The parents of the students have a forum in the school, where they come together once every two or three months to discuss the development of their children and the school. They also tender free service on the school campus, such as cleaning the bio-orchard, working in the vegetable garden or levelling the road and the playground. Parents also pay a small monthly fee. Those who cannot pay in cash may pay in kind with rice, potatoes, vegetables and so forth. Parents also actively take part in the various cultural activities of the school.
The school receives friends and well-wishers from various parts of India and abroad, who come to experience the life of our children. Last year, some former visitors of our two villages and the school formed a registered society, Friends of Ghosaldanga and Bishnubati (Freundeskreis Ghosaldanga und Bishnubati e.V.) in Frankfurt. Many friends, schools and social organisations from Bangladesh, Germany, Austria and the United Kingdom are in regular contact with us. In this way, our very local problems and efforts on behalf of Santal children receive a window that opens up to the wide world around us.
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Watch a brief video clip of Dr. Boro Baski’s presentation at the “little school of Dik Trom” (Dutch ‘Het Schooltje van Dik Trom’) in The Netherlands on 9 juli 2018 on YouTube >> Duration: 4:40
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It was quite a homecoming for ‘Kinnera’ (aka ‘Kinneri’), a stringed music instrument, when it arrived into the Chenchu tribal heartland amid the forests of Mahabubnagar district of Telangana, after decades of wandering. | To read the full article, click here >>
The rare instrument with three resonators, which was popular in the tribe long ago, but disappeared later, was restored to them recently, thanks to the joint efforts by the ‘Telangana Rachayithala Vedika’ (Telangana Writers’ Forum) and the University of Hyderabad.
A team from the Forum and the university, guided by G. Manoja from Palamur University, travelled all the way to the Appapur hamlet in Nallamala forests on the International Day of the World’s Indigenous People on August 9, to present their exquisite find to the tribe. To their surprise, they were greeted by smiles of recognition, as the instrument was still part of their lore if not lives.
“Though they lost the instrument 50 years ago, a few tribesmen still remember it. In fact, three old-timers could even play it,” says academic and writer Jayadhir Tirumal Rao, who headed the team.
The instrument uses bamboo for the neck, dried and hollowed gourds for resonators, human hair or animal nerves for strings, and pangolin scales for frets which are fixed using honey-wax. According to Mr. Rao, visiting faculty at the Centre for Dalit and Adivasi Studies at the UoH, Chenchus lost the instrument half a century ago when the gourd used for resonator became extinct in this region.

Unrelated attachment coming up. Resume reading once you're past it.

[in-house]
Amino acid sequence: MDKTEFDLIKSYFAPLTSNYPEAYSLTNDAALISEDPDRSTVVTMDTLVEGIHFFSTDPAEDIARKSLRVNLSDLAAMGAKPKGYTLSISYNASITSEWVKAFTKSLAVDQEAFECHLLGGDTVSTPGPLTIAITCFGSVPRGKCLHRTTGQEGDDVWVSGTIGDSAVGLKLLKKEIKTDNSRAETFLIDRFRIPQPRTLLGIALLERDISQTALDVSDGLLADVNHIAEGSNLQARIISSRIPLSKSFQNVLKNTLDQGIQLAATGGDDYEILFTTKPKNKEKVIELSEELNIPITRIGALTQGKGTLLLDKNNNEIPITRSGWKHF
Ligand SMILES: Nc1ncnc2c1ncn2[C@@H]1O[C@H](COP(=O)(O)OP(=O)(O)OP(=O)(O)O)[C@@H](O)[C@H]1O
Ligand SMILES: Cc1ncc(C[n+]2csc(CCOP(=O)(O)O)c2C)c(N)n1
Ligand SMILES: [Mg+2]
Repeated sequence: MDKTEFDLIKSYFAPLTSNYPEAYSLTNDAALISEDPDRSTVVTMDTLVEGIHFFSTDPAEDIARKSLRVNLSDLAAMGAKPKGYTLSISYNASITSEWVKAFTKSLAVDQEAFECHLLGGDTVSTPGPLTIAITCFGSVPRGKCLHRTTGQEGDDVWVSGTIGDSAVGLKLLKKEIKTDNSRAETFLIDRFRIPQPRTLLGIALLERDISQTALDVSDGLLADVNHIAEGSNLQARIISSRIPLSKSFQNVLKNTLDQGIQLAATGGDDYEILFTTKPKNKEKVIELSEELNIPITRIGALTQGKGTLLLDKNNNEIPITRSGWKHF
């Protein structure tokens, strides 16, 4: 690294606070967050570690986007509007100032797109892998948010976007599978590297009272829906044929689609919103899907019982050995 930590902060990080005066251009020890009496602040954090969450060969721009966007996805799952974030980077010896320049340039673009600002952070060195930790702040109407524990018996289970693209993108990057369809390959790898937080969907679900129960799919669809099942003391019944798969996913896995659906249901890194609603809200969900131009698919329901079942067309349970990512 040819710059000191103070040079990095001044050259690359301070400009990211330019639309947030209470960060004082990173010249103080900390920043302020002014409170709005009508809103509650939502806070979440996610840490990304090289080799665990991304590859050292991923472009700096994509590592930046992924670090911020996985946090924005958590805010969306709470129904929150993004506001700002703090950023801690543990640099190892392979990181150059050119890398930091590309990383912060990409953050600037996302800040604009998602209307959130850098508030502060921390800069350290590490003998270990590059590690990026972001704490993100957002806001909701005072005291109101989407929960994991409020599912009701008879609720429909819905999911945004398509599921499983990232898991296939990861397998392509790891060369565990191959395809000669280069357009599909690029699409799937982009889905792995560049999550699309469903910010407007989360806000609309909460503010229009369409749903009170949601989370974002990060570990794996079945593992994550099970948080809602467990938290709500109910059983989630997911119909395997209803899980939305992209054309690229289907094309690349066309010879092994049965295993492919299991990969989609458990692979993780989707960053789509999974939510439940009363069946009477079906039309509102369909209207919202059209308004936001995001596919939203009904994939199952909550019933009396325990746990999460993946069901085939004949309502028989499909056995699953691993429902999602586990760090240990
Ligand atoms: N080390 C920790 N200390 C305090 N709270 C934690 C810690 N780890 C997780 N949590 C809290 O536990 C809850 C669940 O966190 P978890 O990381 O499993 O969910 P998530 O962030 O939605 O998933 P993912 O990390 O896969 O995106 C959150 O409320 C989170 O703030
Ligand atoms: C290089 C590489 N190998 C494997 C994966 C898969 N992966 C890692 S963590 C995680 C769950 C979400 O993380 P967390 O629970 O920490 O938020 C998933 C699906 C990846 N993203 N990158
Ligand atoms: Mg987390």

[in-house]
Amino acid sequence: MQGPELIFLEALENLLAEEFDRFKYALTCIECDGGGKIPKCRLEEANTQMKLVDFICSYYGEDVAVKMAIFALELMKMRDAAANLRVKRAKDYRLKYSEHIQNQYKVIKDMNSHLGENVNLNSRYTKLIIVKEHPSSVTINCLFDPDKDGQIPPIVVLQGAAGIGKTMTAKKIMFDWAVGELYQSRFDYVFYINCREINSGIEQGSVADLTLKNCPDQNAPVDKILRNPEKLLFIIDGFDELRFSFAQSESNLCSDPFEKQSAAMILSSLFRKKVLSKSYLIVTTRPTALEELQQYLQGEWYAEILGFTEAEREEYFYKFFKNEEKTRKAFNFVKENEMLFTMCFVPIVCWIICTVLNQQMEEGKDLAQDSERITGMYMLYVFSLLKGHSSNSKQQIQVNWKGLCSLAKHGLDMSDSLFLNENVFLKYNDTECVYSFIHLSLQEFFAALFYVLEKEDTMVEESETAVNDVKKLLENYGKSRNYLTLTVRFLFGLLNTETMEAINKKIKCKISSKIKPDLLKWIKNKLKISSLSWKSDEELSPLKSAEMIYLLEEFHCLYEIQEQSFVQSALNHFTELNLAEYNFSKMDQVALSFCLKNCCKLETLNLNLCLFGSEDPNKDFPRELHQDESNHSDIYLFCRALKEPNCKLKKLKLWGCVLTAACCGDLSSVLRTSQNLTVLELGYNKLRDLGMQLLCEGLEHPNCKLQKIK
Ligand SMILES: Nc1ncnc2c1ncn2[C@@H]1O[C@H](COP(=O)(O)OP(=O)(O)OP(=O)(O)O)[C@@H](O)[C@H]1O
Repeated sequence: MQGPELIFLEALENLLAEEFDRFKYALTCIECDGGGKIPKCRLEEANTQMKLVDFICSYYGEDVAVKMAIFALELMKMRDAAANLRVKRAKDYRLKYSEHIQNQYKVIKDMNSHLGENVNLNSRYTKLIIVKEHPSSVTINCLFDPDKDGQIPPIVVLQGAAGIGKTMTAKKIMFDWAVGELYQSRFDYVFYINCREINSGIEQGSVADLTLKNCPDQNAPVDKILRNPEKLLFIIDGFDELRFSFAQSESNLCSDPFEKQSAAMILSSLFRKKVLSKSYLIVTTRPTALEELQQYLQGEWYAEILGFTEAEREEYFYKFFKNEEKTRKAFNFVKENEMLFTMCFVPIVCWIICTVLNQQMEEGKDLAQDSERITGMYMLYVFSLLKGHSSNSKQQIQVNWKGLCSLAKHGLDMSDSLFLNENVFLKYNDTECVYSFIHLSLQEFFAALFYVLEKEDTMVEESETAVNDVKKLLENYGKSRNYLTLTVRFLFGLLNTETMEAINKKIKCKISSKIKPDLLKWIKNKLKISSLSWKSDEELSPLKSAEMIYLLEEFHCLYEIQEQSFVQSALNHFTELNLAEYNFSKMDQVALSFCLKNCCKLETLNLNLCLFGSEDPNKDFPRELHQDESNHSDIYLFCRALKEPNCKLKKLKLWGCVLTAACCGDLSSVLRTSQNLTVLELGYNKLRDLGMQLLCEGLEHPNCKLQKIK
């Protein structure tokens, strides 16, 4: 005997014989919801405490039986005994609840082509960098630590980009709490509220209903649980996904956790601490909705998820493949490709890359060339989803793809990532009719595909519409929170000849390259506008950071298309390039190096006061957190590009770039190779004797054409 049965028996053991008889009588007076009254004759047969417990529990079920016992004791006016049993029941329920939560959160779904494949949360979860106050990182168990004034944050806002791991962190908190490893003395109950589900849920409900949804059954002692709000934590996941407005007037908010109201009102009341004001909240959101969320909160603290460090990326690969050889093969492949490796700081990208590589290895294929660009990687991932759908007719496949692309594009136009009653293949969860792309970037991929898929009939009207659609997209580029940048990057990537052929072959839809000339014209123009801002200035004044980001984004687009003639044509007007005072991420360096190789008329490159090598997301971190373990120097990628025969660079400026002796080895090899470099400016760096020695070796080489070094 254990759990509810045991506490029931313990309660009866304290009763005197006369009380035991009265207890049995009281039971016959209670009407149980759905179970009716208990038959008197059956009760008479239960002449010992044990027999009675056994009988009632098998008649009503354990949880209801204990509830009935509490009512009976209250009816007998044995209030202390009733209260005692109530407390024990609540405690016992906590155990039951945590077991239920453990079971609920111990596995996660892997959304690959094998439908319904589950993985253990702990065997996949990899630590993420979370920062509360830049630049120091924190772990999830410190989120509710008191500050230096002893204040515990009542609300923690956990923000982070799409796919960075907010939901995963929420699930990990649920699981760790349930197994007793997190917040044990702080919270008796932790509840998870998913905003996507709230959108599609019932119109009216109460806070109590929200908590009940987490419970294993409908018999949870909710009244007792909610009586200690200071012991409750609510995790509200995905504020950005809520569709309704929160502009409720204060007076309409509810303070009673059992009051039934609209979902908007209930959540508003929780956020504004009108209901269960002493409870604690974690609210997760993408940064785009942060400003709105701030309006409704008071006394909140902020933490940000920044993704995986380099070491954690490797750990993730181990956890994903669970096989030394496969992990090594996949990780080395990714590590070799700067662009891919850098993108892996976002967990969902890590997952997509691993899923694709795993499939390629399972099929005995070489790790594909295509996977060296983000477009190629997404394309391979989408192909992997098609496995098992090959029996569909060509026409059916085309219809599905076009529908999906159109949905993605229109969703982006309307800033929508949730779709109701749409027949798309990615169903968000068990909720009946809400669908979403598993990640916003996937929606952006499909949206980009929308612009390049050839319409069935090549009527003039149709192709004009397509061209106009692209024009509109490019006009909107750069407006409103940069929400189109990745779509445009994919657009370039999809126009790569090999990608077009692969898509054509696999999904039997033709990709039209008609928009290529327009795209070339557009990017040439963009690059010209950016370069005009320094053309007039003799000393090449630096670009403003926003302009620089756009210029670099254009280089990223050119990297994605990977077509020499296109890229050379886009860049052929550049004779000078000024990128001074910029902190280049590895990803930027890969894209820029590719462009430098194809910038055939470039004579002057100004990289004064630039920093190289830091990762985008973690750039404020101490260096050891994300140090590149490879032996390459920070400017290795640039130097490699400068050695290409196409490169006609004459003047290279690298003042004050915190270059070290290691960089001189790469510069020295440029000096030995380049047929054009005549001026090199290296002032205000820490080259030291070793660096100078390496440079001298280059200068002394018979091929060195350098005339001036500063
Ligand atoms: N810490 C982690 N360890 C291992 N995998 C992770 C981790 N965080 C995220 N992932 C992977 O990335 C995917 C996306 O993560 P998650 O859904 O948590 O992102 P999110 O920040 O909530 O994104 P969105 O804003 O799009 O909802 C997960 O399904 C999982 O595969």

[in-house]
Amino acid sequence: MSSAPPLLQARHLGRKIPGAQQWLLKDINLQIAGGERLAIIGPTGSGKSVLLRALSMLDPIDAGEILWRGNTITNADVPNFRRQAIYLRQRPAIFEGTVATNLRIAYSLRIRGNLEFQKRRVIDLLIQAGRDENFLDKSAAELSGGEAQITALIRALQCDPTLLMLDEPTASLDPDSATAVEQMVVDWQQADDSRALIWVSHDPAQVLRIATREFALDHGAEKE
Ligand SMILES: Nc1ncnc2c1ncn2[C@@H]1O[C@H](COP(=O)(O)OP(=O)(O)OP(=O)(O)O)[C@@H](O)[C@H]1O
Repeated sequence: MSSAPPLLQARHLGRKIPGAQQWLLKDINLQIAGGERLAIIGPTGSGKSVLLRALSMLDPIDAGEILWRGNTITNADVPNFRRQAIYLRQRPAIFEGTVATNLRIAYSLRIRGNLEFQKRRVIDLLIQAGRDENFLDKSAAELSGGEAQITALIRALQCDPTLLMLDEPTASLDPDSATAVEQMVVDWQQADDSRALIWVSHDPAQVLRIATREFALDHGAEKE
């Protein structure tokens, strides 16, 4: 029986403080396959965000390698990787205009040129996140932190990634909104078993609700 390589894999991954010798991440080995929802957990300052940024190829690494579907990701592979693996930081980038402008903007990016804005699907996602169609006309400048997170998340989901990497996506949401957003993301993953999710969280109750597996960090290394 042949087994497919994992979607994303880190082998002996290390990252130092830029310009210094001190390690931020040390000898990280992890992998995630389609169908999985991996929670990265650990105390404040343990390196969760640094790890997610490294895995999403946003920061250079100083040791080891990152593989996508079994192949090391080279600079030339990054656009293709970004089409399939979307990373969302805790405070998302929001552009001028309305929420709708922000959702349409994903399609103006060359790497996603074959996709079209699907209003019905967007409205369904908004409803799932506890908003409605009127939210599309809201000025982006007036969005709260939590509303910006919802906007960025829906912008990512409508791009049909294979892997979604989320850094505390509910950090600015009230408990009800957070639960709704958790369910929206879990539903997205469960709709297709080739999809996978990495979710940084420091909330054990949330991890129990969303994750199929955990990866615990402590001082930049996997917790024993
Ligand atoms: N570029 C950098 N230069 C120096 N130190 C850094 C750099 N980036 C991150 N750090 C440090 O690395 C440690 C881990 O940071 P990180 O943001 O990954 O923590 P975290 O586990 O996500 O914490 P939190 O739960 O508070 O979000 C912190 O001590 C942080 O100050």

It was inherited by the ‘Dakkali’ nomadic community of the district which was a ‘Madiga’ sub-caste and lived a troubadour for existence. They, however, reduced the number of frets to seven, purportedly in honour of Chenchus.
Obtaining ‘Kinnera’ from Dakkali community was an arduous task for Mr. Rao who stumbled upon the instrument while researching about Panduga Sayanna, a Telangana fighter.
“Dakkali singers sang his praise using ‘Kinnera,’ which egged me on to explore its history. To obtain it, I had to follow the community’s trail for almost three years. Initially they were afraid, but later came round and parted with this rare gift,” Mr. Rao said. And it was from the hands of Dakkali Pochaiah that the tribe received this souvenir.
India, The Chenchus: Jungle Folk of Deccan [silent clip, duration 36:21] The Christoph von Fürer-Haimendorf Film Archive is housed at the School of Oriental and African Studies in London where Fürer-Haimendorf was Professor. The 16mm cine footage was digitised by Digital Himalaya Project staff www.digitalhimalaya.org. If you have additional information about the location, date or content shown in this film, please write to firstname.lastname@example.org, referring to the title of the clip in your message. [Original File Name: 10COMP tape #5 films 1&2 OFFSPRING 1]
Source: 22 – India, The Chenchus: Jungle Folk of Deccan, 1940s? B&W, silent URL: https://youtu.be/xigICRF7d6Y Date visited: 10 February 2020
Publications on the above issues may be found here (title descriptions and libraries):
The contents of The Johar Journal will be organized under these eight categories: i.News & Views, ii. Interview, iii. Contemporary Tribal Literature, iv. Tribal Folklore, v. Visual & Performance Arts, vi. Critical Essay, vii. Book/ Film Review and viii. Tribal Lifestyle. It is hoped that scholars from various disciplines and various ideological positions will use a multidisciplinary approach while examining the tribal predicament. Feedback from the general public will be welcomed, though they will also be moderated by the Editors.
Editor-in-Chief: Dr. Ivy Imogene Hansdak (Jamia Millia Islamia, New Delhi) Associate Editor: Dr. Mridula Rashmi Kindo (Indira Gandhi National Open University, New Delhi)
Padma Bhushan Professor T.K. Oommen (Jawaharlal Nehru University, New Delhi) Professor Virginius Xaxa (Tezpur University, Assam) Professor Joseph Bara (Indira Gandhi National Tribal University, Amarkantak) Dr. Ravi Nandan Sinha (St. Xavier’s College, Ranchi & Editor, The Quest: A Literary Journal) Professor Tiplut Nongbri (Jawaharlal Nehru University, New Delhi) Professor Esther Syiem (North East Hill University, Shillong) Professor Mukesh Ranjan (Jamia Millia Islamia, New Delhi) Professor Anand Mahanand (English & Foreign Languages University, Hyderabad)